The real-space grid

(More material to be added)

In this tutorial we will look more closely at the real-space grid and how to monitor its adequacy for a given system.


The real-space grid is the home of densities, potentials, and other real-space magnitudes, and is also the scaffolding on which to compute some contributions to matrix elements in Siesta. It is specified quite simply. For example:

Mesh-Cutoff  100 Ry

Internally, the program will translate this “energy yardstick” into a mesh of points, information about which will appear in the output file in a way similar to this:

InitMesh: MESH = 18 x 18 x 30 = 9720
InitMesh: Mesh cutoff (required, used) =   100.000   101.039 Ry

giving the number of mesh points along each of the lattice vectors. Note that the actual cutoff used is (in this and in most cases) higher than requested. This is due to geometrical issues, as well as to the fact that the grid algorithms used internally by Siesta (in particular the implementation of the fast fourier transform) need ‘magic numbers’ (multiples of 2, 3, or 5).

Convergence of properties with mesh-cutoff

We will initially use the Methane (CH4) molecule (directory ch4)

Check the input file ch4.fdf. The system is a methane molecule, inside a cubic cell of 10 Ang on a side. Look for the the mesh cutoff chosen.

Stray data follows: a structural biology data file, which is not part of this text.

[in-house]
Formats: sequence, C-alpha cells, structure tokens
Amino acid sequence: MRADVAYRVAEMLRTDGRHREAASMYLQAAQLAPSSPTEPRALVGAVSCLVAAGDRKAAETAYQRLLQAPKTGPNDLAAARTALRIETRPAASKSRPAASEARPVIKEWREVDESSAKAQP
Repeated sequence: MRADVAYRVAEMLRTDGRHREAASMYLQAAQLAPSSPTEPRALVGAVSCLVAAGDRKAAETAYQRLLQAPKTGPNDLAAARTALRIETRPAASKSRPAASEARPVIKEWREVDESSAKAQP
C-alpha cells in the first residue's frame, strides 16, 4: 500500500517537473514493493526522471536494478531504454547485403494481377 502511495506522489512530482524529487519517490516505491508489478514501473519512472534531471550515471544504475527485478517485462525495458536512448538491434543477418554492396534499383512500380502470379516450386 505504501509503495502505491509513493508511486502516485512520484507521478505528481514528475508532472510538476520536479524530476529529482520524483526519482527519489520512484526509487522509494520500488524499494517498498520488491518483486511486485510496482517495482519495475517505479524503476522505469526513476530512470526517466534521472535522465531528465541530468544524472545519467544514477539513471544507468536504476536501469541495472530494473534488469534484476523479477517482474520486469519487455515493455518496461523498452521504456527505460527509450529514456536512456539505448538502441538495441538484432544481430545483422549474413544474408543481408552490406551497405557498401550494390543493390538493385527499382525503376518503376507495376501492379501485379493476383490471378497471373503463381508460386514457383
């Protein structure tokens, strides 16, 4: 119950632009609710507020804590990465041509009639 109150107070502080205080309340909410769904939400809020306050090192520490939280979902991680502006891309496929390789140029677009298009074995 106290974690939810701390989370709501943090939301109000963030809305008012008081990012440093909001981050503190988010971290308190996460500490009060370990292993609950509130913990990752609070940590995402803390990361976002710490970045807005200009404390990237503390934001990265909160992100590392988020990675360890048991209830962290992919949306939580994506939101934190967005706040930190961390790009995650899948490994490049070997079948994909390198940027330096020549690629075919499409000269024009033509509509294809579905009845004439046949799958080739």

Run the example.

  • Can you calculate what is the distance between mesh points?

  • Can you estimate how many mesh points fit inside the (first zeta) 2s orbital of C?

Now do a series of calculations increasing the value of the MeshCutoff parameter, in 10 Ry steps. From the output files, extract:

  • The actual MeshCutoff used (which as we mentioned above is usually different from the one required in the input file)

  • The total energy

  • The total force (that is, the sum of forces over all the atoms). It will not be zero!

  • The CPU time. You might want to turn on the option use-tree-timer T for a hierarchical display of the different sections.

Plot the total energy and total force versus the requested meshcutoff and the used meshcutoff. Try to decide what would be a reasonable value for a real calculation in this system.

Note the cpu-time implications. In particular, compare the time taken by the diagonalization (“compute_dm” in the timings) and the setup of the hamiltonian (“setup_H”), for various basis cardinalities (SZ, DZP…) and values of mesh-cutoff. You might want to check these timings for other systems as you explore them in these tutorials.

In this case, since we have comparatively a lot of vacuum, and very few orbitals, the cost of the grid operations is substantially higher than that of the diagonalization step.

The egg-box effect


For background, you can see this slide presentation by Javier Junquera.

The tutorial will offer similar worked examples, but the files and description are yet to be uploaded.